“The LSU series is still very much a must-win for the Gamecocks,” said Kendall Rogers of D1baseball.com. “Win that series, and with a win in Hoover, I think they’d be in the field, but still very close. They could leave no doubt by taking two from LSU and making a strong run in Hoover, however.”

ESPN’s Peterson agreed. “Hoover is extremely important. You can’t go down to Hoover and lose the first game,” he said. “There were certain years they could do that, where they probably preferred to do that, because they were already in a great situation as far as the postseason. I think if you win two this weekend and go down to Hoover and win two, you put yourself in a pretty good spot. If you don’t do that, you put yourself in a spot where you have to sit and not really know what’s going to happen on Memorial Day, and that hasn’t happened there in a while.”

GOLSON WATCH

— Today’s update in the Everett Golson sweepstakes is that the former Notre Dame quarterback plans to visit Georgia, according to Chip Towers of the Atlanta Journal-Constitution. A report one day earlier had Golson liked with Florida State, and ESPN’s Brett McMurphy reported Monday that Golson submitted a list of 10 schools — including South Carolina — to Notre Dame’s compliance office when he decided to transfer.

Among Gamecocks fans, there’s been a lot of interest in this soap opera, given the combination of Golson’s Myrtle Beach roots and the lack of a proven signal-caller at USC. While hard information is very difficult to come by in this situation, South Carolina from the start has not seemed a real option. The AJC story Tuesday went as far as to say USC “by all accounts, is apparently out of the running.”

That probably shouldn’t be a surprise. USC didn’t recruit Golson very hard out of Myrtle Beach High School, and Gamecocks head coach Steve Spurrier said during the offseason he wasn’t planning to bring in a graduate transfer quarterback. We might get a little more clarity on the USC side of this Wednesday, given that Spurrier is scheduled to speak with reporters on an SEC conference call wrapping up spring practice.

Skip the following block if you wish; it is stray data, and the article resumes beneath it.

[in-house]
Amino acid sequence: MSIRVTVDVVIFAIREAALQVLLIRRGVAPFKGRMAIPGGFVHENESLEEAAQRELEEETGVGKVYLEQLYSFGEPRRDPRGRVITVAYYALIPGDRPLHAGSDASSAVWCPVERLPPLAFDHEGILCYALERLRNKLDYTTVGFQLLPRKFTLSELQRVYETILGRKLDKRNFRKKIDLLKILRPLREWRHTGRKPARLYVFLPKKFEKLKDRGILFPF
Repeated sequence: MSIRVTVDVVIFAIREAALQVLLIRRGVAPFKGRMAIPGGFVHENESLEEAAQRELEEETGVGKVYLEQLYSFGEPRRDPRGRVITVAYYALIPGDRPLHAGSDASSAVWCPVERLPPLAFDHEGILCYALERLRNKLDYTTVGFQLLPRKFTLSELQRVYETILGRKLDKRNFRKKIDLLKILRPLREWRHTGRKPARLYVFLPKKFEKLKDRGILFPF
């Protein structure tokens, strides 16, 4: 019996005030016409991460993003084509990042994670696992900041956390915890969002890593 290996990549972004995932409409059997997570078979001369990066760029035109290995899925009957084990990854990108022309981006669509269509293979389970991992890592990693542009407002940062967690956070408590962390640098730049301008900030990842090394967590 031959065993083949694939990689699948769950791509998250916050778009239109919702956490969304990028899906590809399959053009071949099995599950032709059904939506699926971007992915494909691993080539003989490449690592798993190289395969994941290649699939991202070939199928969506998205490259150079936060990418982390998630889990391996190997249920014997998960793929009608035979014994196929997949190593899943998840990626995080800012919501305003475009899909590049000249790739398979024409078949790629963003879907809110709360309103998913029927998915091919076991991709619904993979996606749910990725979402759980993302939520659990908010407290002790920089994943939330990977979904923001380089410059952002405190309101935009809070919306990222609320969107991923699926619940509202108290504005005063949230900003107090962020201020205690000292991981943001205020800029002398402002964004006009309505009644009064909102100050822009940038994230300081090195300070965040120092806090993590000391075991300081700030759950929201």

— USC women’s basketball coach Dawn Staley on Monday night received the Willie Jefferies Ambassador for Sports Award at the S.C. Athletic Hall of Fame’s annual banquet in Columbia. Staley led USC to a program-best 34-3 record and first Final Four berth this past season, and played a major role in cultivating a fan base which allowed USC to lead the nation in average attendance.

— Several USC spring sports are currently active in postseason play. The women’s golf team, which features Katelyn Dambaugh of Goose Creek, won the NCAA Raleigh Regional last weekend and advanced to the NCAA Championships in Bradenton, Fla., May 22-25. The men’s golf team is the No. 1 seed in the NCAA Bremerton (Wash.) Regional, where it begins play Thursday. The men’s championship is May 29-June 3, also in Bradenton. Golf Channel will carry live broadcasts of both the men’s and women’s championships.

USC’s softball team is bound for Tallahassee, Fla., where it will play in an NCAA regional at No. 9 national seed Florida State. The Gamecocks open against Central Florida on Friday. And the women’s tennis team’s loss in the second round of the NCAA tournament last weekend at Virginia brought an end to the playing career of North Charleston’s Meghan Blevins, whose 54 match victories this season were the most by any USC player in nearly three decades.